Cost: A dual cab, fabric tonneau from Toyota costs around $340, while a genuine Toyota Hilux hard lid will set you back about $2400. An ARB Sport Lid for dual cab HiLux will cost around $2100 and can have racks fitted to carry 75kg of gear on top.
Where to buy: Toyota Genuine Accessories or ARB
Overview: No matter how you use your HiLux, some things are just better stored on the roof. As well as the genuine HiLux roof racks, all of the major brands have options, including simple roof bars through to lightweight roof platforms with modular accessories so they can be customised to your heart’s content. Among the best is the Rhino-Rack Pioneer Platform.
Cost: A simple set of roof bars will set you back around $500. A more comprehensive platform will be about $1600.
Where to buy: Rhino-Rack
Overview: Need to lug around something longer than the bed of your tray? You’ll need a tub rack or ladder rack for that.
Cost: A single alloy hoop for the back of your tray will cost around $500.
Where to buy: eBay.
Overview: Nearly every version of the HiLux has been noted for its towing performance, and now that the current crop can haul between 2800 and 3500kg (4WD models) they’re very popular with caravanners.
Toyota’s genuine fitment tow bar is among the best on the market, and for large caravan duties, can be matched with a weight distribution kit. These are essential to maintain effective braking and steering effectiveness with a heavy caravan weighing down the rear end. For a more off-road specific option, the Hayman Reese XBar improved departure angle by about 5°, integrated rated recovery points and rear step to protect the rear bumper. If you are towing something large, don’t forget you’ll need towing mirrors to stay legal.
Cost: Expect to spend about $1200 getting a tow bar and associated wiring fitted. For something more specific, like the XBar, budget $1200 or so for the bar, plus fitting.
Where to buy: Toyota Genuine Accessories or Hayman Reese
Overview: Towing mirrors are a legal requirement if your rear vision is restricted by the trailer you are towing. Most commonly used by caravanners, they’re not the only people who need them. The bee's knees in caravan mirrors are the integrated, telescoping mirrors by Clearview. They extend out when you need them, and can be adjusted by the electric mirror control inside the car. They are expensive, though.
For something cheaper, clip-on mirrors are the way to go but avoid any that only attach to the mirror itself – every truck you go past will blow them into your window with an almighty bang. A set that attaches to the door, like the Coast Door Mount Mirrors, is excellent.
Cost: The Clearview Mirrors for a current HiLux will cost $745. The Coast Door Mount Mirrors cost $140.
Where to buy: Clearview, Outback Equipment.
Overview: For easier access into the high-riding HiLux, nothing is better than a stylish set of side steps. If it’s sill-protection you’re after when 4WDing rough terrain, opt for a set rated to protect your vehicle. Hint, those typical alloy steps are just steps, but something like the Xrox Rock Sliders, are. For something with a good step and decent level of protection, look into the Ironman 4x4 side steps and rails, which are also airbag compatible.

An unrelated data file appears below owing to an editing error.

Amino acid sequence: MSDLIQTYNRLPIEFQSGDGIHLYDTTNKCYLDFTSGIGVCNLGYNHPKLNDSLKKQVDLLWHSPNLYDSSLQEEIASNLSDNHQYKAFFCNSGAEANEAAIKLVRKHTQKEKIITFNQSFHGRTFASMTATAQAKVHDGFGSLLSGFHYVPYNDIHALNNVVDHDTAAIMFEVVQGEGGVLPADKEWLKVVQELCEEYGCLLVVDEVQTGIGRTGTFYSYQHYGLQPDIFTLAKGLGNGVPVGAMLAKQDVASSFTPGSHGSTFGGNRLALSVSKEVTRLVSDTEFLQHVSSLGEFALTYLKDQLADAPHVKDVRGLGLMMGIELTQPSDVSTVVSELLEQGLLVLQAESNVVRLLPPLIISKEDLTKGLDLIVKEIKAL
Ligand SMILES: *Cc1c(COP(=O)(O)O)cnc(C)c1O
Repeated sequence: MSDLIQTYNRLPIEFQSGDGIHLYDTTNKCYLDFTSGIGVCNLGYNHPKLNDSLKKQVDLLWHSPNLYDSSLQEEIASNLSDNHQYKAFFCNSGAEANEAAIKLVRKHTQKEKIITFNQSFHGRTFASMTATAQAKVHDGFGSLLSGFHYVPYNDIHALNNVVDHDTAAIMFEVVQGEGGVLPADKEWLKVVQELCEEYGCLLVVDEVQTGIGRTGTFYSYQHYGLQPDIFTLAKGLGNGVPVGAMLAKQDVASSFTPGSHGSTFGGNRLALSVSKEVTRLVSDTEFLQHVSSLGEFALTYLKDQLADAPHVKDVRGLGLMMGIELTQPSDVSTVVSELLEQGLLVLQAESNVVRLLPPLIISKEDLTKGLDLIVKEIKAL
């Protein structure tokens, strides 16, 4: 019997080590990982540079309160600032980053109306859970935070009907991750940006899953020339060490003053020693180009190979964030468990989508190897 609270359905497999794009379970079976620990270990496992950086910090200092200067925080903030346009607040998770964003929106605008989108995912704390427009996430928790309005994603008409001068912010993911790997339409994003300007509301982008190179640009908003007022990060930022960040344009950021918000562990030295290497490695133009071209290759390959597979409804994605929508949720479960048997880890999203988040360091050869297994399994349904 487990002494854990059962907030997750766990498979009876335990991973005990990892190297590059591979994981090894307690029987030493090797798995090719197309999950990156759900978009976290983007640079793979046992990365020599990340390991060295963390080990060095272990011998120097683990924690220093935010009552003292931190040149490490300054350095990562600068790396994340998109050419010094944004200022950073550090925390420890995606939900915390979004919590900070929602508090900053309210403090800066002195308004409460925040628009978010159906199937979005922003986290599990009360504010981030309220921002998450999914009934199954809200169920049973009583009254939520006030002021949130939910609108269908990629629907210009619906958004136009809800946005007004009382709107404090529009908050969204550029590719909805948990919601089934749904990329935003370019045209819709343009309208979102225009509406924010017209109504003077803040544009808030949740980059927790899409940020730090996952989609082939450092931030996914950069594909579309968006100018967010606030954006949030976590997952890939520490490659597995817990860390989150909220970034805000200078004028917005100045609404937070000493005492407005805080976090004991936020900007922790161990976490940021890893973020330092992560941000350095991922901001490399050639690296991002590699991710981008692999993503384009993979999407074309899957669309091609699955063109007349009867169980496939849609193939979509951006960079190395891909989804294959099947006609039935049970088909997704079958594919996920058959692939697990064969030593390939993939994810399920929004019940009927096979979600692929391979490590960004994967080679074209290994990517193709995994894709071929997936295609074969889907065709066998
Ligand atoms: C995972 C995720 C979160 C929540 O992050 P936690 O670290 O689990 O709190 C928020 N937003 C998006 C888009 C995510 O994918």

Cost: Xrox Rock Sliders cost $995. Ironman 4x4 Side Steps cost around $775.
Where to buy: Off Road Central, Ironman 4x4
Overview: Dual battery systems are so popular in the HiLux that even Toyota offers a genuine version. Using Redarc’s BC-DC25 as the charging solution, it is limited by the battery’s under-bonnet placement, which means a smaller battery is used. A better solution would be to get the Redarc unit in the aftermarket and fit a larger battery in the tray as part of a more comprehensive solution. For a lower-priced option, consider the Projecta IDC25.
Cost: The Redarc BC-DC25 starts at $609.10. The Projecta IDC25 retails for around $300.
Where to buy: Redarc, Projecta
Overview: If you do any sort of long-distance, remote highway miles at night, additional lighting is really helpful. The current HiLux already has LED headlights in its top-spec models, but upgrades are available for SR, Rugged and below.
The easiest option is LED H7 globe replacements like those from Stedi, which simply swap out the halogen globes for specially designed LED versions. For even more light, LED light bar or LED driving lights are popular additions to bull-bars and roof-racks (check your local rules about roof-mounted lights).
For a lot of very bright light without a considerable price, try the Narva Ultima 215, which is too bright in the suburbs, but perfect in the bush. For a more suburban-friendly light, the Narva Ultima 175 is just about perfect. Toyota Genuine Accessories offers a great LED light bar.
Cost: The Stedi globe will set you back a modest $150. The Narva Ultima 215 LED lights retail for around $500 each light, while a set of Ultima 175 LED lamps will cost about $500.
Where to buy: Toyota Genuine Accessories, Narva, Stedi